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Following the money: Schmidt, Barnes and Christhilf talk deals, valuations and taxes

Experts reflect on 2012, share predictions for 2013 by: Martha Entwistle

Dec 12, 2012

A number of big deals happened in 2012: the split-up of Tyco, the acquisition of Vivint and the creation of Securadyne, to name a few. As the end of the year approached, Security Systems News conducted a virtual roundtable with industry experts about the deals that went down and those that did not. How did valuations compare to 2011, and were buyers’ and sellers’ expectations matching up?

Weighing in on these topics were Will Schmidt, managing director of CapitalSource; Michael Barnes, a partner in the consulting and advisory firm Barnes Associates, which specializes in the security alarm industry and co-sponsors the annual Barnes Buchanan Conference; and Stuart M. Christhilf, principal at Pamlico Capital.

SSN: What was the most interesting deal of 2012? Why?

Schmidt: Vivint being acquired by Blackstone was the most interesting deal of the year because it demonstrated again that there continues to be a strong appetite from the private equity community for security alarm companies. Furthermore, this transaction continues to raise the bar on the size of companies that private equity targets within the industry and the amount of capital they are willing to invest.

*Barnes: *I think the most interesting deal in 2012 is the spinout of ADT’s residential and small- business unit from Tyco. First, it takes ADT out from under a conglomerate and offers investors a pure-play investment with the 800-pound gorilla of the industry. Second, it detached ADT residential from its large commercial operations, which remained with Tyco. This runs contrary to conventional wisdom, which has historically asserted large operating synergies associated with the combination. The thought is that the new ADT will be a leaner, more focused player. Lastly, it changes a critical reference point within the industry. Now the largest player is clearly a residential-market-oriented company, rather than just a subset of the entire industry. Combine this with the recent recapitalizations of Vivint and Monitronics, both of whom are similarly focused, plus the entry of several very large MSOs and cable companies, and things look very interesting in the residential-market side of the industry.

Christhilf: There were a number of interesting deals in 2012, including bigger headline-grabbing deals on the residential alarm side, such as Blackstone’s purchase of Vivint, and buyouts of smaller, growing interactive service providers, such as BV’s purchase of DTT or TCV’s purchase of You are seeing significant focus on providers of innovative new security/building automation services that are improving the return on investment and value proposition to the end customer right now. For us, given our focus on the systems integration space with Securadyne, we thought KRG’s recent purchase of Convergint was extremely interesting. It demonstrated a strong interest on the part of the financial community, in the form
Experts reflect on 2012, share predictions for 2013 by: Martha Entwistle of both private equity firms and lenders, [and] in platform-grade commercial systems integration. M&A in this end of the market has been dominated by strategics over the past number of years, and you really haven’t seen a systems integration deal of this scale that was so widely pursued by financial players in some time.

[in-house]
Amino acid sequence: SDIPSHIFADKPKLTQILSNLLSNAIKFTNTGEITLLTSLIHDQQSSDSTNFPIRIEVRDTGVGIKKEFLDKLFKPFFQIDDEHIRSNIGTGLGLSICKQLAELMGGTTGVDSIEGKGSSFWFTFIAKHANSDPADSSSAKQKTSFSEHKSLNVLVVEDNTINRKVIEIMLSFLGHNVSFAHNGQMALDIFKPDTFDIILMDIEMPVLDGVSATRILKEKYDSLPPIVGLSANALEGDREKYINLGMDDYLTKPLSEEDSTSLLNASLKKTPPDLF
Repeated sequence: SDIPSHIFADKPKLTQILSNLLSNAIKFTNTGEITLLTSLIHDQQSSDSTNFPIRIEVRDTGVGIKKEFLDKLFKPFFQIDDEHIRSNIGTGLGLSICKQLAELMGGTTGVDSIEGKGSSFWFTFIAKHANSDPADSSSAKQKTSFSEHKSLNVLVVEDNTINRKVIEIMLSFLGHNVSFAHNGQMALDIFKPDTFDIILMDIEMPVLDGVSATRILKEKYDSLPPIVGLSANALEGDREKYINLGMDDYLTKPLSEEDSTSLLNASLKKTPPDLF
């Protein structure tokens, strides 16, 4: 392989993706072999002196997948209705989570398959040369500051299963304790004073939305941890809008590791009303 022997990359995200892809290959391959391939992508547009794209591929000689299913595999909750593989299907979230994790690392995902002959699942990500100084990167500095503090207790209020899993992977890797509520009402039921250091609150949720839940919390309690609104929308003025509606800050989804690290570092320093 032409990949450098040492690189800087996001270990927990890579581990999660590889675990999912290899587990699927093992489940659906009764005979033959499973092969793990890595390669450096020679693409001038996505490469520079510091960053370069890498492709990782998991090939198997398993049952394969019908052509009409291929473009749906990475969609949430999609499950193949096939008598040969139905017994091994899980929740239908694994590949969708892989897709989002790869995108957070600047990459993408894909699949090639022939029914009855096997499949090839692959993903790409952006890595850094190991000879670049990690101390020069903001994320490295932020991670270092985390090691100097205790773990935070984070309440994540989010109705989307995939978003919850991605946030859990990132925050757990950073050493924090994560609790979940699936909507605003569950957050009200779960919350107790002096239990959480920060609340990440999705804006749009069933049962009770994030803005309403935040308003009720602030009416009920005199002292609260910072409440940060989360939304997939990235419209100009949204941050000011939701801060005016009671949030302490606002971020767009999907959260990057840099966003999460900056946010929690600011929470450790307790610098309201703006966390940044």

SSN: Can you make some generalizations about valuations this year for alarm companies and systems integration companies? Up or down from 2011?

Schmidt: Valuations continue to remain strong. Based upon the transactions we have participated in during the year, it appears that there has been a modest upward trend in prices for the best- performing account bases in 2012. The market does remain disciplined, so sellers cannot assume that they will automatically realize the same sale multiples. The market is generally efficient, with the top-performing businesses being rewarded with the highest valuation multiples.

Barnes: Generally, market values for alarm companies strengthened in 2012. We are right in the middle of finishing up our surveying and analysis for our upcoming conference in February, so the full extent of the firming in values is not exactly clear. While overall averages will be up, we are seeing a widening spread between the highs and the lows. That is, the market is getting increasingly efficient, with a strong bias toward companies that have [achieved] and can achieve systematic growth above the overall industry rate.

Christhilf: It is always hard to make generalizations about valuation trends, as data is incomplete and different segments of the market can be trending differently. But overall, our experience in the middle market would suggest that alarm monitoring valuations driven by RMR, EBITDA and SSCF multiples remained elevated at roughly the same levels in 2012 as they were in 2011, and that systems integration multiples of EBITDA were also relatively stable year over year. Despite macro pressures and other headwinds, valuation levels (as well as lending levels) have been strong, as the security sector can be somewhat recession-resistant and is benefiting from favorable trends around local and national security concerns, advancing technology, increased service offerings to market, [and] growing regulatory-driven demand.

*SSN: *A lot of deals happened in 2012, but several quality companies were "shopped around" but not acquired. How would you characterize expectations for valuations among systems integration company owners and alarm company owners? Are the expectations generally in line with what buyers/lenders are willing to pay?